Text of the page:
The 10-year gaming concessions that the six Macau casino operators agreed to in November came with conditions that could render the market less attractive. That’s according to Ben Lee, a leading gaming analyst who’s focused on Asia markets.
Macau and its six casino licensees — Sands, Galaxy, Melco, SJM, Wynn, and MGM — agreed to further invest a total of $15 billion over the life of their concession terms. The new permits run through Dec. 31, 2033.
Of the $15 billion in capital improvements, 90% of the spending must go toward nongaming initiatives. The mandate comes from Beijing, which has instructed Macau to diversify its economy away from gaming.
Macau’s reliance on casino tax revenue was made apparent over the past three years as COVID-19 rendered the enclave lifeless of meaningful visitor traffic. That resulted in gross gaming revenue (GGR) tumbling from $36.4 billion in 2019 to $7.5 billion in 2020, $10.8 billion in 2021, and just $5.25 billion last year.
Lee, the founder of Macau-based gaming consultancy IGamiX, believes the $13.5 billion in nongaming investments ordered by the Macau government in exchange for the fresh concessions deals the six gaming giants a difficult hand. Nongaming accounted for around just 5% of the casinos’ pre-COVID business revenue.
Lee said previous attempts to diversify Macau’s casino industry weren’t successful. He explained that nongaming in Asia is quite different — and far less profitable — than in Las Vegas and other major casino markets where nongaming initiatives have been emphasized.
For the past 20 years, none of the operators have managed to establish any significant progress in nongaming,” Lee told Reuters. “Contrary to the vaunted Las Vegas model, nongaming in Asia does not carry the same profit margin as spending behavior is quite different over here.”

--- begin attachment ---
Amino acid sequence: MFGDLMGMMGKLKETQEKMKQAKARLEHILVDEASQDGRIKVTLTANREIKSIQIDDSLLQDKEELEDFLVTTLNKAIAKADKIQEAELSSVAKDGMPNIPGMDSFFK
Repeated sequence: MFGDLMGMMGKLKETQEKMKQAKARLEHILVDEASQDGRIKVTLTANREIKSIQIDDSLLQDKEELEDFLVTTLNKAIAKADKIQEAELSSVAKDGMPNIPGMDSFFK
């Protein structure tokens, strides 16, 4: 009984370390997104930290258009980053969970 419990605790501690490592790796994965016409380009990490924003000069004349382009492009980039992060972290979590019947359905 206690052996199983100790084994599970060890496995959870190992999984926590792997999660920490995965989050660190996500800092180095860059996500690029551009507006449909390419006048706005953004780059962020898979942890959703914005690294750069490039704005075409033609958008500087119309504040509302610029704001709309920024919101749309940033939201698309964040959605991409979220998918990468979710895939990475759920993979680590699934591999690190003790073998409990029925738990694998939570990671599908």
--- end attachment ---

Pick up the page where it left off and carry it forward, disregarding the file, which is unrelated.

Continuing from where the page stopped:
Lee opined that Galaxy, Melco, and Sands are likely best suited to embark on the nongaming investments and find a way to make such resort amenities profitable. But Lee added that Macau doesn’t have the global recognition of being a leisure travel destination like Las Vegas or other integrated casino resort markets, such as Singapore.
Adding to Lee’s worry about the $13.5 billion in nongaming investments is that he doesn’t think Macau is equipped to handle a large influx of business and/or non-casino guests. Lee explained that’s because of Macau’s dilapidated infrastructure and shortage of skilled labor.
Macau is also relatively isolated from much of the world it seeks to attract, as Macau International Airport offers limited direct flights to potential feeder markets outside of mainland China.
“There is no indication that I have seen that the government is, or intends to address, these weaknesses. Given the serial mismanagement of public works … it leaves concessionaires with a less than optimal host attraction proposition,” Lee stated.
Macau has been a popular destination for mainlanders, primarily for the one thing that isn’t legally allowed within China: gambling. The region liberalized commercial gambling in 2002, two years after the territory was handed back to China from Portugal.
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